Being the social person that I am, it is in my nature to want to share everything with my hubby and my friends.  I'm not shy about asking for a compassionate ear when I need a little understanding, empathy and support.  But since the illness I am dealing with is chronic, i.e. an illness that I will live with for the rest of my life, there is a real risk of burning out my support system from overuse.  I care about my hubby and my friends too much to let that happen.

With support needs that are sometimes big and definitely ongoing, I know I need more than just a few people "in real life (IRL)" to lend me an ear when I need one.  Thankfully I've found the extended support network I need in the virtual communities that social media is able to create and support.  I can access this support any time, quickly and easily, through my computer or smartphone.

Final Thoughts

As with all things in this life, social media isn't perfect.  I've encountered misunderstandings, miscommunications, hurt feelings (mostly unintentional), meltdowns and even the occasional fight.  Social media can be intimidating at first and there is definitely a learning curve.  I found it easiest to observe more and interact less at first, a.k.a. be a lurker.  But since most of the rules are literally unwritten, I found the "watch and learn" approach worked best for me.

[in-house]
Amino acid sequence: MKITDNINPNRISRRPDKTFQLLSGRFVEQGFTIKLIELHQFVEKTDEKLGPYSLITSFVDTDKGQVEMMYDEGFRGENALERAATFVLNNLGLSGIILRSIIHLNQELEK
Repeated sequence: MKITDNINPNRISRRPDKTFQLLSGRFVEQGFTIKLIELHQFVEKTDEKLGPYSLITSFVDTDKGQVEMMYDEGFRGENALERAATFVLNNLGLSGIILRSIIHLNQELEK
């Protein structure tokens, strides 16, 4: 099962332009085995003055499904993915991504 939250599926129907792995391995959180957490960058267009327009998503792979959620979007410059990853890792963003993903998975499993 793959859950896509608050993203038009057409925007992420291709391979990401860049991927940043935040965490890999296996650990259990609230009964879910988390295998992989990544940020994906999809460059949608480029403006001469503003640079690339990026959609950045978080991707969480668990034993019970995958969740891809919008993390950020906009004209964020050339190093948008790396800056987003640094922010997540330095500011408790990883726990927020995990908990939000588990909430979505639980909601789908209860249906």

That said, for the most part, I've found the chronic illness community to be wonderfully polite, supportive, accepting and caring.  But then again, most of us participating in this community have a shared purpose: to live our best lives despite chronic illness.  I think this really helps keep the conversations and interactions focus and helpful.

Now if only I could find a way to meet all my lovely new friends living with chronic illness in-person!